Apart from FX volatility and higher costs, Nigeria’s huge infrastructure gaps are also increasing the burden of doing business in Africa’s most populous country. The availability of adequate infrastructure is a major determinant of the success of every country’s industrial sector. However, Nigeria does not have adequate infrastructure to grow businesses, especially developed transport systems such as roads and railways connected to the nation’s seaports.
Energy is a key element of the production process. Nigeria’s inability to supply and distribute sufficient electricity has left businesses at the mercy of generators powered by diesel and petrol, whose prices have surged in recent months. Manufacturers spend 40 percent of their total production cost on generating energy for their businesses, according to the Manufacturing Association of Nigeria, MAN.
In a June 2023 statement, the association put the annual economic loss caused by inadequate power supply at N10 trillion, accounting for almost two percent of the country’s Gross Domestic Product. While the government has pledged commitments to power projects including the Siemens Energy initiative and the enhancement of the reliability of transmission lines towards addressing power shortages in the country, experts have stressed the urgent need to address the structure of the power sector. “The government needs to consider bringing private sector investment into the transmission segment of the power sector,” Chinyere Almona, Director-General of the Lagos Chamber of Commerce and Industry, said in a statement following President Bola Tinubu’s New Year Address. “This would ensure adequate technical and financial capacity for a well-functioning sector to power economic growth,” she said.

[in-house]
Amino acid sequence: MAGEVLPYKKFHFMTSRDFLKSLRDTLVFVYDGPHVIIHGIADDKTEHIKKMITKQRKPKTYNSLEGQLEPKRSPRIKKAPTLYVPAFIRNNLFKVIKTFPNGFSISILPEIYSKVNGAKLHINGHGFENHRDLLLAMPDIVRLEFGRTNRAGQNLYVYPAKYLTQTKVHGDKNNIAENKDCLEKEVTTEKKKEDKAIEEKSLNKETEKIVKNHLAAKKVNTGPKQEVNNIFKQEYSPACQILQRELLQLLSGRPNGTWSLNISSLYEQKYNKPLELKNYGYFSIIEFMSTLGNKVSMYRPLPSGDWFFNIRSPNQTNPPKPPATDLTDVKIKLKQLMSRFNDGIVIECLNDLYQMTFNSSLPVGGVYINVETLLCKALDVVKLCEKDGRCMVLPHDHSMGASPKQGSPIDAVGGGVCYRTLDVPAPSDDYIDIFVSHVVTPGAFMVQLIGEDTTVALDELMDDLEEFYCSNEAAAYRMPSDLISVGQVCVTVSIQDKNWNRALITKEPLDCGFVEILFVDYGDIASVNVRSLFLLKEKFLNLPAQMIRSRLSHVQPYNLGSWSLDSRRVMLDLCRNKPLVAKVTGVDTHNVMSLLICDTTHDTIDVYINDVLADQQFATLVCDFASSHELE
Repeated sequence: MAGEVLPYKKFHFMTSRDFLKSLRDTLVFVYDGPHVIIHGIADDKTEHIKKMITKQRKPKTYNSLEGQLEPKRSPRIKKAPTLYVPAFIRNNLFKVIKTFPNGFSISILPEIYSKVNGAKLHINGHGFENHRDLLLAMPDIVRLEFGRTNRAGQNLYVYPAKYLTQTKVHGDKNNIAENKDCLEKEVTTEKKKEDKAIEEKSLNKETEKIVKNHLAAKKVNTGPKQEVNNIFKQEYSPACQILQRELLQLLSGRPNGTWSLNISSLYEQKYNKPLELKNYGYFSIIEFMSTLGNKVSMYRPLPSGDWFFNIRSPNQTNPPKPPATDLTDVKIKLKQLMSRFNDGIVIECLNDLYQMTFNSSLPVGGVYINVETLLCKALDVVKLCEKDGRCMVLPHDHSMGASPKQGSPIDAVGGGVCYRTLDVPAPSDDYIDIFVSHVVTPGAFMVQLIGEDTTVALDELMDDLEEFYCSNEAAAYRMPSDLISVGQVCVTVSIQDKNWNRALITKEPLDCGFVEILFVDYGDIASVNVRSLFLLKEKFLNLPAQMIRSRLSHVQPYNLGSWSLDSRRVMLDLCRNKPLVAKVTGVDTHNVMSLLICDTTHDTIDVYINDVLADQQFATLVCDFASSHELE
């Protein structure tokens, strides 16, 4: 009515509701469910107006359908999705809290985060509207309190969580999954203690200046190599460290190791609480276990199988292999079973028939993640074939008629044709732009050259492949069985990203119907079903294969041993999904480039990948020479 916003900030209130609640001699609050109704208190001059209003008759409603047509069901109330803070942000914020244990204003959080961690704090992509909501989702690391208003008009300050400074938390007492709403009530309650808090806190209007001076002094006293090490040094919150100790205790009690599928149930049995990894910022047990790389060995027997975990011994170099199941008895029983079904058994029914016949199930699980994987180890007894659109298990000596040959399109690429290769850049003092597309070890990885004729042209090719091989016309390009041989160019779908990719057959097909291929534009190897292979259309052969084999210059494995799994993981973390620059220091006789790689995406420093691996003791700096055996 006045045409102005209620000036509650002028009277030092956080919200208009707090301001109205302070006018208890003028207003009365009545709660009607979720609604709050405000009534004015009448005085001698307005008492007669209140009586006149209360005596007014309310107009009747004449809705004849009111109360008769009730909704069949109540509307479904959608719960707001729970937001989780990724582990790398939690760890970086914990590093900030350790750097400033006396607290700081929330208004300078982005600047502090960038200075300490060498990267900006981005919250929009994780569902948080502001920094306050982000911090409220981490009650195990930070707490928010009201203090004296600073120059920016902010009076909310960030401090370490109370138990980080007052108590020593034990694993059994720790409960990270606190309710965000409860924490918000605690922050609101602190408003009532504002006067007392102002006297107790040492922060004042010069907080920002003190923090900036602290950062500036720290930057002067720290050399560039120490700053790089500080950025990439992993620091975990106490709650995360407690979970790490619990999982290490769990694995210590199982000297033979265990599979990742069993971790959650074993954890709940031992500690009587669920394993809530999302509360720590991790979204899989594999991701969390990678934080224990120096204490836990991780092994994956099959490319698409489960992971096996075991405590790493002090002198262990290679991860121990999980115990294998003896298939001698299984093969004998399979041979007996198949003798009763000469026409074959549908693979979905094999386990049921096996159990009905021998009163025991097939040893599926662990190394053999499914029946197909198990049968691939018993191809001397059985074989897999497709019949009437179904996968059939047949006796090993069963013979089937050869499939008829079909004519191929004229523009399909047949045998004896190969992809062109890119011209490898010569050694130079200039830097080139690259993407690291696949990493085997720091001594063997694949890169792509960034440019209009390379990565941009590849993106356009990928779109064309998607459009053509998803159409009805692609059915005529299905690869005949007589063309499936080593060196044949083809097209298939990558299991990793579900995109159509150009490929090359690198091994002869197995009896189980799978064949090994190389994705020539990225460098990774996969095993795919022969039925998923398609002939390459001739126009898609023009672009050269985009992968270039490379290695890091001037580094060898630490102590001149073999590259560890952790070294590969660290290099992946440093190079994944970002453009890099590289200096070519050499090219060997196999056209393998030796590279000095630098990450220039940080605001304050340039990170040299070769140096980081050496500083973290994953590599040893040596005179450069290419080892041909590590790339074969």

The rising cost of energy and FX pushed the country’s inflation rate to an 18-year high of 28.2 percent in November, according to the National Bureau of Statistics.
The challenging macroeconomic issues impacted the manufacturing sector as its growth rate slowed to 0.48 percent in the third quarter of 2023, lower than 2.20 percent in the preceding quarter and 1.61 percent in the first quarter.